Monday, 12 July 2010

First Look: Katabatic Gear Bristlecone bivy

Katabatic Gear may be a relatively new company in the UL world but they already seem to building a loyal following for producing some excellent hand-crafted and innovative gear. Roman recently took a peek at their Palisade quilt and seemed to like it. To find out more about Katabatic Gear and it's owner, Aaron Martray, I suggest you read Hendrik's excellent interview here. In the market for another bivy I ordered a Bristlecone bivy which will be going with me on my trip across the Hardangervidda.

Katabatic Gear offer their bivys in '6 foot' and '6 foot 6 inch' versions, with right or left hand zips. Being on the cusp at a smidge over 6 feet I went for the longer version and being right handed I ordered the left hand zip option. My Bristlecone weighed in at 205g in this configuration. Trying the bivy out in the wilds of my apartment I found that there is easily enough room for my NeoAir, 3-season quilt, BPL dual chamber pillow and me. The bivy has a nicely fitted cut that helps to reduce weight and the flapping, excess material that bugged me about one of my other bivys.

Constructed with a 1.4oz sil-nylon 'bathtub' base for waterproofness and a highly breathable Pertex Quantum top, the Bristlecone will hopefully offer enough water and wind resistance to keep my down quilt protected from any elements sneaking their way in under my tarp.

One of the key design features of the Katabatic Gear sleep system is the patent pending Cord Clip method of securing their quilts to your sleeping pad.  Katabatic Gear supply lengths of 2mm cord for this purpose and there are four corresponding triangle-shaped plastic loops stitched into the floor the bivy. Unfortunately my GoLite Ultra quilt isn't fitted with the necessary Cord Clips so I'll be using two lengths of 3mm shock-cord to anchor my NeoAir as I do in my MLD Soul bivy.

Anyone who uses a bivy without a zip knows about the 'Bivy Wiggle', the shuffling contortionist's dance performed when you're trying to get in and out of the bivy. I switched to zipped bivys to make this task a lot easier. Sure there is a slight weight penalty but I'll take it. The Bristlecone's smooth-running YKK zipper runs across the top of the bug netting opening, across and down to the hip area making entering and exiting the bivy a breeze.

The simple bug netting opening protects you from blood sucking insects while you sleep and should offer plenty of ventilation. In the picture above I've pulled my GoLite Ultra quilt up inside the bivy to increase the contrast and allow you to see the size of the netting. Also in the picture you can see the overhead hanging loop, allowing you to attach a cord from the bivy to the clips/loops inside many tarps/shelters, holding the bug netting off your face. I use 3mm shock-cord to reduce any stress on the bivy or the shelter when I'm moving around.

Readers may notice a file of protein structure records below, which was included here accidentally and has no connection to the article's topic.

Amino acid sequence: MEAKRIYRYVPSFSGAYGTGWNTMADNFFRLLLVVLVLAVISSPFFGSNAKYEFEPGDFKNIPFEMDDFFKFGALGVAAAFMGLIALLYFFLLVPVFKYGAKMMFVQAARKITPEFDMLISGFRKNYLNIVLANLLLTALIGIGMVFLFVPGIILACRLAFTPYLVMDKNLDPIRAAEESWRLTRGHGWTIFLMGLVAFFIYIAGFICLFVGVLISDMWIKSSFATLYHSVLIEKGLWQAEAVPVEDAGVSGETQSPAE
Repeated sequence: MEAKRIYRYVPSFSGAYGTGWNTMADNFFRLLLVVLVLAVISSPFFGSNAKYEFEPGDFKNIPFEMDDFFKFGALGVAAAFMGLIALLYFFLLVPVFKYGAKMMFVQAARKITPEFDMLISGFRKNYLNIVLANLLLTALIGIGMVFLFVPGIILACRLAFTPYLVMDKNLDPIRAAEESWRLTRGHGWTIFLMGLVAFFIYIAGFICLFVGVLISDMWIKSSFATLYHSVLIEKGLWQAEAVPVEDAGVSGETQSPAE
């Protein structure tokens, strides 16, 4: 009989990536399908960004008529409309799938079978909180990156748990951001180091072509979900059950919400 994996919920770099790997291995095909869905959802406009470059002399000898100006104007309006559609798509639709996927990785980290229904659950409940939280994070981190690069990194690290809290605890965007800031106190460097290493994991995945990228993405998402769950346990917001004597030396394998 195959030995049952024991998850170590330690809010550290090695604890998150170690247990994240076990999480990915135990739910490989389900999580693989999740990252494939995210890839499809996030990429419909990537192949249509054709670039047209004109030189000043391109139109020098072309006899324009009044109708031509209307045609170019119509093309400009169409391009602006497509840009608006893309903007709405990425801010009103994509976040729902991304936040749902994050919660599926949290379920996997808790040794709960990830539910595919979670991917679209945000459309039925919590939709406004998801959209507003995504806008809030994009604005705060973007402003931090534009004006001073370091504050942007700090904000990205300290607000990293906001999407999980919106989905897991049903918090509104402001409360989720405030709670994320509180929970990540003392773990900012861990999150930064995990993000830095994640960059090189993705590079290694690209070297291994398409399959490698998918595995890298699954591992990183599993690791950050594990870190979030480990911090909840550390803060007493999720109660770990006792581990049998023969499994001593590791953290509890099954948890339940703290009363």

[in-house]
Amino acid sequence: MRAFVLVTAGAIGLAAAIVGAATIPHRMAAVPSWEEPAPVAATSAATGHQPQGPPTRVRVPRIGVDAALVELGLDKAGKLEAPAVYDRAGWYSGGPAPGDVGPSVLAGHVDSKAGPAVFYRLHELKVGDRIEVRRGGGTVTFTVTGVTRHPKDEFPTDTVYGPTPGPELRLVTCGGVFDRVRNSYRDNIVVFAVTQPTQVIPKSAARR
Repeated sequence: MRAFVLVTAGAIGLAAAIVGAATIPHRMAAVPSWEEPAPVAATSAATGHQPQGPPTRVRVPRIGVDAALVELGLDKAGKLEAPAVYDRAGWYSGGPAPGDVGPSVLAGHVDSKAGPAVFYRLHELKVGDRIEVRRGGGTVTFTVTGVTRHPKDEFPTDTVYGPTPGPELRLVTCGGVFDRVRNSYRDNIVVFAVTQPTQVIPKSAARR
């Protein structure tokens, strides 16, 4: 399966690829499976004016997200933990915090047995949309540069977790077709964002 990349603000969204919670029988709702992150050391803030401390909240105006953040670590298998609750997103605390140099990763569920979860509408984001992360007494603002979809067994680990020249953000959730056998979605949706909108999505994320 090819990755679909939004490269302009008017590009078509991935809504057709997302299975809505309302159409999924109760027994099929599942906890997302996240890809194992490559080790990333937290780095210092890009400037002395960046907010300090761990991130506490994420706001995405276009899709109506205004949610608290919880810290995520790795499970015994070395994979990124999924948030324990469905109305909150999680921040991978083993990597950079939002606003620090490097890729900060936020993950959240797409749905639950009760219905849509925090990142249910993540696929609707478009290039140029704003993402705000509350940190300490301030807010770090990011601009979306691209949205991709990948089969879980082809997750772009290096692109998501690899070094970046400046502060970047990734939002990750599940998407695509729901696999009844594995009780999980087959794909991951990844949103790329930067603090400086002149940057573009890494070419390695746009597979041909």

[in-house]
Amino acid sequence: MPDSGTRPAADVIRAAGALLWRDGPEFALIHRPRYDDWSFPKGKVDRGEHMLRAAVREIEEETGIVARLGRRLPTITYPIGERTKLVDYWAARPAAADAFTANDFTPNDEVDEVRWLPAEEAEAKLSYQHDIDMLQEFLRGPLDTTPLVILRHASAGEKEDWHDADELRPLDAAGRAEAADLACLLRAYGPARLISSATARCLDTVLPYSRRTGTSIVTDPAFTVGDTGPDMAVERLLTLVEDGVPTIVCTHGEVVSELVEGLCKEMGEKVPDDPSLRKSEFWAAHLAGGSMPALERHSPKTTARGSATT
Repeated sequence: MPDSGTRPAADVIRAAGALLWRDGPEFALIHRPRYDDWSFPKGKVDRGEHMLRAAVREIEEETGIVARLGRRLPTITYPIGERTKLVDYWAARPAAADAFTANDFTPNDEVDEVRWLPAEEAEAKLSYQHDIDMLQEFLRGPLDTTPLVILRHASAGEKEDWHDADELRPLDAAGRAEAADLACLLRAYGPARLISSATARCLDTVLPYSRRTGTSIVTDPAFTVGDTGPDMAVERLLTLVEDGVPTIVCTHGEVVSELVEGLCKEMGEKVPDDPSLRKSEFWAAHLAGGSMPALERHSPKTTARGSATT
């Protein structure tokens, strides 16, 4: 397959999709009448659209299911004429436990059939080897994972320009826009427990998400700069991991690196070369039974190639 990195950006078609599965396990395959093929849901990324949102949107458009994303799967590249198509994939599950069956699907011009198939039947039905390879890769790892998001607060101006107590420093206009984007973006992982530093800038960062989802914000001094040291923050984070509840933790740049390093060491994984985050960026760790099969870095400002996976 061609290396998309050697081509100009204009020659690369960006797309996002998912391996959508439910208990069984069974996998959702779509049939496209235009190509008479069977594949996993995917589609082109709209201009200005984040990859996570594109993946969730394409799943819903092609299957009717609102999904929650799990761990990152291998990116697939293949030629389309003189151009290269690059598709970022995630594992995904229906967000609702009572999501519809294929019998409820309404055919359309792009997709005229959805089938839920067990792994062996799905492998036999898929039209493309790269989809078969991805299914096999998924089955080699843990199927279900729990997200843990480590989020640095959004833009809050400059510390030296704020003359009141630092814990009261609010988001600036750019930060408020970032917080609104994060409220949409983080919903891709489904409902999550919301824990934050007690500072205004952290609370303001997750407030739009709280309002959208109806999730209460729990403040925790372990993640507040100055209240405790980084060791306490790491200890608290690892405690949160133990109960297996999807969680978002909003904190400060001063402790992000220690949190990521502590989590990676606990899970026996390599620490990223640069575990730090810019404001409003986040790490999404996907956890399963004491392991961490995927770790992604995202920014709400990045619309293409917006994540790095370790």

The craftsmanship is very high, easily on a par with my MLD Soul bivy. The stitching is uniform and straight and the materials used are first class. I've got high hopes that this bivy lives up to my expectations on my upcoming Hardanger trip and I will let you know how it performed.

7 comments:

Thomas W. Gauperaa said...

Looks great! :). The mesh will protect you from bugs as long as you don't put your face next to it during the night, which I did (ptarmigan bivy) ;)

Nielsen Brown said...

A nice looking bivy and I love the idea of the loops in the base of the bivy, certainly will stop the mattress slide so common on silnylon.

Will be interested to hear how it goes.

Mark Roberts said...

Nice one, Joe. Still trying to make my decision.

Was there any particular reason you wanted to get this - seeing as you have the MLD Soul? Or were you just trying to avoid the 'zip wiggle'?

Joe Newton said...

Thomas - I always clip the bug netting of my bivys up off my face! Not only to stop me getting nailed by blood sucking insects but to stop the feeling when I wake up that I'm wearing a wedding veil ;-)

Roger - I have similar loops in my Soul bivy. They're a godsend.

Mark - after discussions with Ron at MLD I went for a large Soul bivy but have since found it just too big during '3 season'' conditions. It's too wide and bulky. I know I could have had any custom sizing done by MLD but I went for the standard Large after taking advice so I'll now use the Soul for winter trips when I'll be using a big fat Exped Synmat mat and fat winter sleeping bag. When it came to getting a lighter, more fitted but still long bivy for this summer the Bristlecone looked the best option and as discussed previously with you, is available from stock, not with a two month waiting list.

My Soul is also a side-zip version. I have another, waterproof/breathable bivy that doesn't have a zip and find it a pain in the ass to get in and out!

Thomas W. Gauperaa said...

Joe: me too, I use the loop on the hood with a bungee cord to hang it from the tarp, but I still managed to get bitten once ;). They're eager little creatures. Did you btw know that mosquitoes can bite through a single layer hammock? that's one of the bonuses of having one with a double layer bottom :)

Maz said...

We used a mossie net when we were backpacking in SE Asia. Sadly, how ever much Mrs M and I snuggled up, we'd have a leg splayed onto the netting, or an arm, and they'd just land on it and poke that proboscis through the hole in the net and drink. Buggers.

Joe Newton said...

Thomas & Maz - so far so good, I used the Bristlecone bivy on our recent canoe trip and despite being inundated with winged mini blood suckers I managed to stay bite free apart from one bite on the back of the knee that I suffered in camp. Sneaky bastards...